Trump Adviser Thinks Russia Hacked Election
He suspects president-elect is 'playing the media'
By Rob Quinn,  Newser Staff
Posted Jan 3, 2017 7:05 AM CST
Trump says he knows "things other people don't know" about the Russian hacking allegations.   (AP Photo/Evan Vucci)
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(Newser) – Senior Donald Trump adviser James Woolsey says that despite the president-elect's skepticism, he believes Russian hackers really were involved in election-related skulduggery. "I think the Russians were in there, but it doesn't mean other people weren't, too," Woolsey tells CNN. "It's often not foolproof to say who it is because it is possible and sometimes easy to hide your tracks. There's lots of tricks." Woolsey, who served in both Democratic and Republican administrations and was CIA director under Bill Clinton, admitted that Trump is an " expert in weaving around" issues like this, and there is a chance that he could just be playing the media with claims to "know things that other people don't know" about the hacking allegations. In other developments:

  • Sean Spicer, the incoming White House press secretary, is among Trump staffers warning against "jumping to conclusions" on Russian hacking before a final report is released later this week, calling it "irresponsible." "There is zero evidence that they influenced the election," he told Fox News on Monday.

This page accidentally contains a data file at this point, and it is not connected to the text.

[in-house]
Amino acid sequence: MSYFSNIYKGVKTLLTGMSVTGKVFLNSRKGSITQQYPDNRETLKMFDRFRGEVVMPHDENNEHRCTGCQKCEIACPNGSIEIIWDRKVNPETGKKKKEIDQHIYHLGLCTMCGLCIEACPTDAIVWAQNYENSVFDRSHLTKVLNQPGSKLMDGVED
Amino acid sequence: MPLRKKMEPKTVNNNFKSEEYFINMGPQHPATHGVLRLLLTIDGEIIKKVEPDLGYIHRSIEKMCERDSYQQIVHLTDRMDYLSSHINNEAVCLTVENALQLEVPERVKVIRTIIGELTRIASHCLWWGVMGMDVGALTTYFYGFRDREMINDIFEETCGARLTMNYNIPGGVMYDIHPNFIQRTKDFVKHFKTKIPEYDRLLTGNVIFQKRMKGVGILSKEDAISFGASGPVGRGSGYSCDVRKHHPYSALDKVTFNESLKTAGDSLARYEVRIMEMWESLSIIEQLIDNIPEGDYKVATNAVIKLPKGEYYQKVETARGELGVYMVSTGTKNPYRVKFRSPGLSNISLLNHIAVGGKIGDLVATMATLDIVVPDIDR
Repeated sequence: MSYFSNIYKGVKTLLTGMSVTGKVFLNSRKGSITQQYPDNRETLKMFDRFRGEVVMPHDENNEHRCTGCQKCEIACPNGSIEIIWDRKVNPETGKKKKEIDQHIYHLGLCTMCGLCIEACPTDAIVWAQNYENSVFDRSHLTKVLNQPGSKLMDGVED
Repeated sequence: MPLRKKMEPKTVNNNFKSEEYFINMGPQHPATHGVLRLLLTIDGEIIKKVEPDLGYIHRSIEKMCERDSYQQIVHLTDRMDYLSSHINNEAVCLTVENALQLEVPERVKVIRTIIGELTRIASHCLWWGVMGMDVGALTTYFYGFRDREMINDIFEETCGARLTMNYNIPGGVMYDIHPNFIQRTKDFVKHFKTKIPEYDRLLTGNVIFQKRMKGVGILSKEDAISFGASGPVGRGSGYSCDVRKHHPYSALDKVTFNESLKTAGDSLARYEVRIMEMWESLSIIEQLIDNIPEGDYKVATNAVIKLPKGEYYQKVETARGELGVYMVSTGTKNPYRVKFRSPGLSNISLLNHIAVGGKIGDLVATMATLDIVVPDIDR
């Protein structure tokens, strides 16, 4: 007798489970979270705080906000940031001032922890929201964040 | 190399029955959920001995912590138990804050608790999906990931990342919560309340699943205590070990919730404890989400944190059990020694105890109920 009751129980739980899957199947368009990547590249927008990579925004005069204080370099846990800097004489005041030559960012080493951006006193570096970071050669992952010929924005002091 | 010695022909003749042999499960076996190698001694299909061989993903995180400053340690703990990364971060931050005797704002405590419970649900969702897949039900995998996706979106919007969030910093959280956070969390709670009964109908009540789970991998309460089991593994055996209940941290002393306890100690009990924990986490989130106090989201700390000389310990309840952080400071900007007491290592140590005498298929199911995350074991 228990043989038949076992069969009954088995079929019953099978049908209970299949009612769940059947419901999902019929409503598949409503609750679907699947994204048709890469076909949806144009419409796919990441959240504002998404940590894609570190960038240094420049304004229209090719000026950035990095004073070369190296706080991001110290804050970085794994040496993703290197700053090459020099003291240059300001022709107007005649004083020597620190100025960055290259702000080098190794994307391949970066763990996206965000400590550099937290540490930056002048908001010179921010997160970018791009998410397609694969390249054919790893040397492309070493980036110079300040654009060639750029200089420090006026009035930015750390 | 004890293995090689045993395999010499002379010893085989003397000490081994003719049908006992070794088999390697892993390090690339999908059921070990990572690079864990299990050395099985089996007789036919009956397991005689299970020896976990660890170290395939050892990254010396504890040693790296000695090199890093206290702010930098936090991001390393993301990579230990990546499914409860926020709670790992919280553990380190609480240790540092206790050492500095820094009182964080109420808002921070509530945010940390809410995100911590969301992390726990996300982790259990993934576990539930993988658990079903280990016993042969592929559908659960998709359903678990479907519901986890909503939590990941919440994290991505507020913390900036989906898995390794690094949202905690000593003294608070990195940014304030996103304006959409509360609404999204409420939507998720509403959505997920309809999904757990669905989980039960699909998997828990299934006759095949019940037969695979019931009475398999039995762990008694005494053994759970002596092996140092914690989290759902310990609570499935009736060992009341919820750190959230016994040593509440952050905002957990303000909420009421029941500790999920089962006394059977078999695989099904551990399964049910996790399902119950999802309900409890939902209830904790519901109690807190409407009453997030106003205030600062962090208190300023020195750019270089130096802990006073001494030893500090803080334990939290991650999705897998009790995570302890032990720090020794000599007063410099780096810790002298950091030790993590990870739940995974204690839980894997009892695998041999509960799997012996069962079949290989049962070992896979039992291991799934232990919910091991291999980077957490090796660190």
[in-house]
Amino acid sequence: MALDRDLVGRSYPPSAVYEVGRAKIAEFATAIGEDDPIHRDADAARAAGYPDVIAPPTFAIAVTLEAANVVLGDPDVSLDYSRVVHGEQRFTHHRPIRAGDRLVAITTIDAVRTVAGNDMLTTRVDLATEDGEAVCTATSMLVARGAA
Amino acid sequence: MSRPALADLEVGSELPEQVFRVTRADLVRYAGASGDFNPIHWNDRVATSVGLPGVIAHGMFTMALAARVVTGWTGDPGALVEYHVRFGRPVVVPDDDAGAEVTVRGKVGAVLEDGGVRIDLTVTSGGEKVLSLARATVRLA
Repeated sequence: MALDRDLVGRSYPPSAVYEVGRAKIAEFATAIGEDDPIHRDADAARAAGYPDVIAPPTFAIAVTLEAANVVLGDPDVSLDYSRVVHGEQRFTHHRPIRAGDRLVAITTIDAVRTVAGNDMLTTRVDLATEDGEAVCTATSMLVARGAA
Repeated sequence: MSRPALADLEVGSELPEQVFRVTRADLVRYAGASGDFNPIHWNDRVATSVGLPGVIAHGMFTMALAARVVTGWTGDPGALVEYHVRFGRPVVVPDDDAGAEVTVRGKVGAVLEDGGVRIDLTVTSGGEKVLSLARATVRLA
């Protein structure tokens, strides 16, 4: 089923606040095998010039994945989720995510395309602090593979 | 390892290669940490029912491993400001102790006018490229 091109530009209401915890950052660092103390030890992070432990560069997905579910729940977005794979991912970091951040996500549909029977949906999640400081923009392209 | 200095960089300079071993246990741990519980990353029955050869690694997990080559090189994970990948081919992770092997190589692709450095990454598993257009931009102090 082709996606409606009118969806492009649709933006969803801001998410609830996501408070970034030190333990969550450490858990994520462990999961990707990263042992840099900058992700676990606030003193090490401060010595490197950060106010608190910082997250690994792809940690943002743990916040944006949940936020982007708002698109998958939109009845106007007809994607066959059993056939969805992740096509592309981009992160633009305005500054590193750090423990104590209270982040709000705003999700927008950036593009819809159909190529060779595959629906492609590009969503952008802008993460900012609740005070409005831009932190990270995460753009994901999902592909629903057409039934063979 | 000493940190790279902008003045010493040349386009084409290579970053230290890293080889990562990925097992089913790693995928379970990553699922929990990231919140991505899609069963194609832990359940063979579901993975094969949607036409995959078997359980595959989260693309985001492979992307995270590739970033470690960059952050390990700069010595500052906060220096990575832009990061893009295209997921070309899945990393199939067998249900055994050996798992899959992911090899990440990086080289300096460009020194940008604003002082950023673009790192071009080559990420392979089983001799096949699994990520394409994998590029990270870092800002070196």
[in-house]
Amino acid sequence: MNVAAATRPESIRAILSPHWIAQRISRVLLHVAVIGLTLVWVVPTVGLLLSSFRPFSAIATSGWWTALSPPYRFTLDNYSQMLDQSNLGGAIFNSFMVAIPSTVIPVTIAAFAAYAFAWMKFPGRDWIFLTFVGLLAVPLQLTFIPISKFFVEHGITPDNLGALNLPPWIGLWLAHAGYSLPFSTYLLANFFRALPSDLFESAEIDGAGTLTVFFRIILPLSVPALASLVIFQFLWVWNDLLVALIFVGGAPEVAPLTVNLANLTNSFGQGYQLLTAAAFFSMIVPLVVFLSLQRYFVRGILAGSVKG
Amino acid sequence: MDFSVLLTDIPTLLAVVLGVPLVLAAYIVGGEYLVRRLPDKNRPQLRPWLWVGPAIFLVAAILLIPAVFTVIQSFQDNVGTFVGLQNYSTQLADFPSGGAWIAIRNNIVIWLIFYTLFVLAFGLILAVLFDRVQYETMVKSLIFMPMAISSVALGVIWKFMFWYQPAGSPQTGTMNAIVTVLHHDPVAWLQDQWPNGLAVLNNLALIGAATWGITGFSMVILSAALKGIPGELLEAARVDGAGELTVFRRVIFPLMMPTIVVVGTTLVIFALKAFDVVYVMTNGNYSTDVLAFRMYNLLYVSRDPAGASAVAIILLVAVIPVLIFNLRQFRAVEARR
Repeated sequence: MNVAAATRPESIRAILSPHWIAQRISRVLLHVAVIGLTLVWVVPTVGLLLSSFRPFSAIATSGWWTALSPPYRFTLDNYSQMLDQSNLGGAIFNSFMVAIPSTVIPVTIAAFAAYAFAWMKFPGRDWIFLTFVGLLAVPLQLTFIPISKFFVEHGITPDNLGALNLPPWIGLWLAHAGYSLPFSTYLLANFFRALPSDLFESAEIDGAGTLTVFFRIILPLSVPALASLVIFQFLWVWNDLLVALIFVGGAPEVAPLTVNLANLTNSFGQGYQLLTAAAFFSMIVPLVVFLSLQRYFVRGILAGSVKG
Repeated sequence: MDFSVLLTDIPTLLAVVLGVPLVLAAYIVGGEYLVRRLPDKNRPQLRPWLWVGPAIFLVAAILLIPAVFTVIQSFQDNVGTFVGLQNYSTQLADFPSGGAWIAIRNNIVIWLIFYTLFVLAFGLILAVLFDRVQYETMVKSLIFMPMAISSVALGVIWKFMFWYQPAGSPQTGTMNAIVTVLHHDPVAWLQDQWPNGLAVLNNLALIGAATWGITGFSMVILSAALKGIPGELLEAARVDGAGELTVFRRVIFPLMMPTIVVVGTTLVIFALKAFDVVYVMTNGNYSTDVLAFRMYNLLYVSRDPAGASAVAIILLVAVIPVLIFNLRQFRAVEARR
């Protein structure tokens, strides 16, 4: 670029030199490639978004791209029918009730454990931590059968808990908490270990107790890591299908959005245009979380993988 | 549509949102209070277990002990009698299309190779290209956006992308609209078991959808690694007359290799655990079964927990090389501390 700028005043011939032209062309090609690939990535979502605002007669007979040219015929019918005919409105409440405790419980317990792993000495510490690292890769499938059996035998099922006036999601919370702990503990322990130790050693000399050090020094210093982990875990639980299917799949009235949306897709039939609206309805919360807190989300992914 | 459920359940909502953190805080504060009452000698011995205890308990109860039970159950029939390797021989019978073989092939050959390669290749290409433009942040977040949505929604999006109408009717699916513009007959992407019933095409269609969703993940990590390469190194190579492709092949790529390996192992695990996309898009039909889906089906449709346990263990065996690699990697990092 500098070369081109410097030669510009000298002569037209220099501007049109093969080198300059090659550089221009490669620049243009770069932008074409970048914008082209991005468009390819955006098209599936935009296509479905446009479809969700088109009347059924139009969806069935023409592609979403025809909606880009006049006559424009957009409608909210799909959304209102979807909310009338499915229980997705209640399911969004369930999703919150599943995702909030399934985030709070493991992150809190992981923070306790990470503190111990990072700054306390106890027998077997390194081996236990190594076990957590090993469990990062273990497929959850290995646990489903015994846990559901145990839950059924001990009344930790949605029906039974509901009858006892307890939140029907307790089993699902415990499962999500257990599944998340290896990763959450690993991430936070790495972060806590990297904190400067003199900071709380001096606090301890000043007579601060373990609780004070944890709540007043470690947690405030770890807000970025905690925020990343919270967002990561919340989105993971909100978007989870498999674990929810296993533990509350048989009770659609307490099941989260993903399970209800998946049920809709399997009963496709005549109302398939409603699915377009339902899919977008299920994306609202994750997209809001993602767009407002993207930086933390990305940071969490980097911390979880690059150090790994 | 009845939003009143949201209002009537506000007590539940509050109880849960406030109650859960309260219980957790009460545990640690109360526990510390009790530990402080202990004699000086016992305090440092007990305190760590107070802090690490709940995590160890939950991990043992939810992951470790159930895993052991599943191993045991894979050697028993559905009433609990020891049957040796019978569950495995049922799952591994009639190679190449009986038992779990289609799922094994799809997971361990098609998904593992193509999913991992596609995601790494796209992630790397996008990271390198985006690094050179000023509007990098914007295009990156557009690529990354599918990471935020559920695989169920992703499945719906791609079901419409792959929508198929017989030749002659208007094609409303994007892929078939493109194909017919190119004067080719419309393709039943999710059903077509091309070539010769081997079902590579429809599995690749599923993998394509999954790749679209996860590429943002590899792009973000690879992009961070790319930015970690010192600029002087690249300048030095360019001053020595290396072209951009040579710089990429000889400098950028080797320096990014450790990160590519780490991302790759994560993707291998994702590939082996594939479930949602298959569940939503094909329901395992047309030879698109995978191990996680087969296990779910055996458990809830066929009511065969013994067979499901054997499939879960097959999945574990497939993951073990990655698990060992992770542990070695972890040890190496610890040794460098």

• Trump has promised to divulge what he knows about the hacking allegations on Tuesday or Wednesday, reports the New York Times, which notes that he has previously described suggestions Russia tried to sway the election as "ridiculous."
  • Official sources tell CNN that the investigation ordered by the Obama administration has uncovered proof of Moscow's involvement including "digital fingerprints" from specific keyboards that have been traced to the Russian government.
  • Sources tell CBS News that evidence of more attempted Russian cyberattacks has emerged in recent days, after the Obama administration revealed some of the tools used by alleged Russian hacking units.
  • Reuters reports that John McCain, chairman of the Senate Armed Services Committee, has scheduled a hearing on cyberthreats for Thursday, just two days after the new Congress takes office.

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